Last August, Fox News host Tucker Carlson took his show on the road to Hungary after Mathias Corvinus Collegium (MCC) invited Carlson to attend MCC Feszt in Esztergom. During his week of broadcasting, Carlson interviewed Prime Minister Viktor Orbán, filmed a documentary titled Hungary vs. Soros: Fight for Civilization, and devoted segments of his nightly show to praising the Orbán government for its family and migration policies. He capped off his trip by giving a speech titled “The World According to Tucker Carlson,” which compared the current political conditions in Hungary and the West and argued that the egotism of Western elites have brought their civilization to its knees.
The 30-minute speech prompted all-too-common pearl clutching from liberal establishment media. Erik Wemple of the Washington Post claimed Hungary had “punked” Carlson, whom he called a “savvy purveyor of disinformation.” Joseph Peterson, a no-named assistant professor, also managed to get his take on Carlson’s speech—that it was “laced with White nationalist pablum”—published by the Post. Author Casey Michel, writing for NBC News, compared Carlson and Orbán to the Bad Orange Man—the worst possible insult from a left-winger.
What went unnoticed in Carlson’s speech, however, were his comments on Hungary’s aesthetic beauty and its rich, classical architecture. “I just can’t resist saying this because we’re standing in the middle of Central Europe, looking at this vista, which really moves me, looking at these buildings, which move me,” Carlson said.
“The landscape of Hungary, a few Soviet remnants notwithstanding,” Carlson simply stated, “is pretty.”
“The buildings are pretty. The architecture uplifts. So this is another third-rail in American politics: you’re not allowed to note that our buildings are grotesque and dehumanizing,” he said. “Why are they bad? Because they’re ugly, and ugly dehumanizes us. Let me be more precise about what I mean when I say dehumanizing. Dehumanizing is the act of convincing people that they don’t matter; that they are less significant than the larger whole; that they are not distinct souls; that they are not unique; that they are not created by God; that they are merely putty in the hands of some larger force; that they must obey. This is what all authoritarian movements do: ‘You don’t matter.’”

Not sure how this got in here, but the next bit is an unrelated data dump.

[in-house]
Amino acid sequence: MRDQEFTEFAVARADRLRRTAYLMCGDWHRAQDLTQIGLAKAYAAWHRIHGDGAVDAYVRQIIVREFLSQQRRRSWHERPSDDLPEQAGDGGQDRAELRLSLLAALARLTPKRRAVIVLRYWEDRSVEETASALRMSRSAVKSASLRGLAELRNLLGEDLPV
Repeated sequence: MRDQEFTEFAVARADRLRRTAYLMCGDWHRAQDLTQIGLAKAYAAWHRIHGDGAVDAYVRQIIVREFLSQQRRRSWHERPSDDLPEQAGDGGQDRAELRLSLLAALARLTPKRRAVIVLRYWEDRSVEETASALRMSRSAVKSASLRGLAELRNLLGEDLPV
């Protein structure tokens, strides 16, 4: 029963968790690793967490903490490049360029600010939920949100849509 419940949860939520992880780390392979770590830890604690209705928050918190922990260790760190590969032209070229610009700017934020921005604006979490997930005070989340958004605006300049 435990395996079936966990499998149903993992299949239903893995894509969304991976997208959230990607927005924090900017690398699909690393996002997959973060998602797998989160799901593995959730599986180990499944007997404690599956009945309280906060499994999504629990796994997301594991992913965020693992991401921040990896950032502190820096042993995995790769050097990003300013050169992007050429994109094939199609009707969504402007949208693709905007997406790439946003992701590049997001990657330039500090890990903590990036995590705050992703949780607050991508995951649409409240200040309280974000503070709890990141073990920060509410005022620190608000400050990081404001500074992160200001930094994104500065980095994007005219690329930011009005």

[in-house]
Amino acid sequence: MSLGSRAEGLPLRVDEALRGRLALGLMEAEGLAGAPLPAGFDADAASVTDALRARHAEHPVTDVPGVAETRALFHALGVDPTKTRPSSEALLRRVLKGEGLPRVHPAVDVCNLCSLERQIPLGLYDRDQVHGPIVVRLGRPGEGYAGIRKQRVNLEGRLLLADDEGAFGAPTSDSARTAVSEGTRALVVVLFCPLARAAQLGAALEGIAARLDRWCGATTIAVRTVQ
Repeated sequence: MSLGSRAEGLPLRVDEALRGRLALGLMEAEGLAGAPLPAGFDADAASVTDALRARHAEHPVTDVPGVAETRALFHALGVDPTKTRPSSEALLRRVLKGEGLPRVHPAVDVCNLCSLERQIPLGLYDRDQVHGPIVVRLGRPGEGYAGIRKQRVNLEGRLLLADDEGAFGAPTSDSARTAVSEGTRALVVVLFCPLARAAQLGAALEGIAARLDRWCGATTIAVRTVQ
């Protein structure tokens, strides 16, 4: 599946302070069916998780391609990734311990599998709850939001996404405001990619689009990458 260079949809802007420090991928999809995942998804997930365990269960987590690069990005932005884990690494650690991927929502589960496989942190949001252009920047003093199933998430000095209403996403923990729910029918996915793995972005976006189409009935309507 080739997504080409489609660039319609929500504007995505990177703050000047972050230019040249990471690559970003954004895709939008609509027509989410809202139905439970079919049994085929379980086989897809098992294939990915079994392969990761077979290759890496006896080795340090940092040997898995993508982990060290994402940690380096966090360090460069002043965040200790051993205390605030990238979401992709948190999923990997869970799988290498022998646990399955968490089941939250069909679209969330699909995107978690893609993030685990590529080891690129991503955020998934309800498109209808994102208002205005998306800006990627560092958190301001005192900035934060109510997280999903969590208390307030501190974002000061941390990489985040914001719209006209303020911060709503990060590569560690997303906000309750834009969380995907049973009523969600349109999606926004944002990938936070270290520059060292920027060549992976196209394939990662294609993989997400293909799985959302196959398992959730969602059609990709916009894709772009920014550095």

Carlson continued, “Ugly architecture, brutalist architecture, glass and steel architecture, Mies van der Rohe architecture, was designed to send that message. Not to uplift, but to oppress, and it is very noticeable. And this is never noted in the United States, which has, unfortunately, overtime has had its aesthetic sense dulled. We’ve been told it’s not important—what matters is GDP.”
“I’m not against wealth, for sure,” Carlson clarified, “but I would trade it to live in a pretty place that uplifts your spirit by looking at it.”
Whether Carlson was aware of it or not when he delivered his keynote address, he hit on a subject matter central to the Orbán government’s nation-building project. Since 2010, Hungary’s government has made a concerted effort to restore Budapest’s classical architecture, much …read more
Via:: American Conservative
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